#Farming Friday 17: Wishlist From An Indian Farmer

baingan

Ask someone what comes to mind when they hear the words “Indian Farmer” and the reply, in most cases, sadly is “suicides”. A while back they might have said “Green Revolution”,  but the myth of the Indian farmer planting a GMO crop and then taking a desperate measure when it fails, has taken firm hold of the Internet. (It has been debunked, for example, here ). Confronted by this, I try to  explain the facts on chronic indebtedness which follows farmers through generations, this information  is mostly ignored. But, here is a piece that one cannot ignore:  an Indian farmer writes about his hopes from the new government. He says, of farmers growing Bt Cotton, “No one forced them to do it. They chose to adopt GM cotton because it makes sense.”  The food system needs to make sense to people at both ends of it. Most often, however,consumers’ voices, specially of those consumers who are unfamiliar with hunger or chronic malnutrition in their own experiences are the loudest.It is time to listen equally to those who actually grow our food.

(Image Courtesy: freedigitalphotos.net)

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8 responses to “#Farming Friday 17: Wishlist From An Indian Farmer

  1. I can’t believe there’s not pretty bad propoganda on both sides, and lots of diversity of opinion among farmers in different situations. In other words, I don’t trust either side, and therefore base my anti-gm opinion on my belief that agricultural resources are should be in the commons and also, a worry about gene pollution, a biological issue and a legal one for unsuspecting growers, as in Australia. But I appreciate what you have to say! There’s something creepy about the way that suicide story has gone viral. (Which isn’t to say that rural poverty and the economic system in India aren’t related and that the economics of the mega-corporate sector pretty powerful indeed. OK, ciao for now, my friend!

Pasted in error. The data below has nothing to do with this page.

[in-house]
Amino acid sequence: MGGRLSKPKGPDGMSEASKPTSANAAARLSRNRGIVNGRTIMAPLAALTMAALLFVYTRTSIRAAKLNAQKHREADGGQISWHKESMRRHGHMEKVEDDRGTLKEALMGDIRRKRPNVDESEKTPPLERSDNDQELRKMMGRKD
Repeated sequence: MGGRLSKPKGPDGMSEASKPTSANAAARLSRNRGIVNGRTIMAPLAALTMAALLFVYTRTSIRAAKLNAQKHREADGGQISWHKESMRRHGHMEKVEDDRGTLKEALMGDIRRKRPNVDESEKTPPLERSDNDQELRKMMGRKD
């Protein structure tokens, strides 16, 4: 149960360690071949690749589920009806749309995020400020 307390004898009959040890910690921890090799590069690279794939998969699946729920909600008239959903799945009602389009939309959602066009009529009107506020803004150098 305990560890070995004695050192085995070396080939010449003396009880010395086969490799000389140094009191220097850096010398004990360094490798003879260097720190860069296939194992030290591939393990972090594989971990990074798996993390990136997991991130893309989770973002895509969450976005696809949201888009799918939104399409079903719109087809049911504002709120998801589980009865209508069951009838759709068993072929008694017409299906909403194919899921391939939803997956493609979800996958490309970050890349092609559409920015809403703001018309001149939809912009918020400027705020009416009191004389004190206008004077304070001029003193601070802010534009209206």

• You are in Australia?! well then, you are in thick of it right now, have been seeing a lot about the recent case and judgement on my Twitter feed. We can always discuss the technology but my point here was more that in any discussion, we must include those who are growing the food. Always good to hear from you!!

  2. (I am in mid-Wales actually…. )

  3. PS you don’t have to post this but I wanted to tell you– my husband is coming out with a book in August http://www.powells.com/biblio/62-9781620401330-0 You will really like it. It’s about breaking across political and identity boundaries to communicate climate. I want to help this book get attention not just because it’s his, but because I believe in the importance of his message. I’m trying to think of a food/ cooking angle from which I could blog about it. Maybe some kind of celebratory meal for him, something silly rather than something serious.

    • Hey, I just checked out the link, this is very impressive. I look forward to reading the book and would be happy to review it here. Like you, I am interested in climate change (how could you live on this planet and not be, right??) particularly from the perspective of the food system and how it make it climate resilient. I think your idea of a celebratory meal which is fun rather than serious is awesome. I am intrigued to see what you come up with! 🙂 To your other question, I am based in Washington DC. If you like the book review idea, we can discuss that some more. My email is arpita.work@gmail.com

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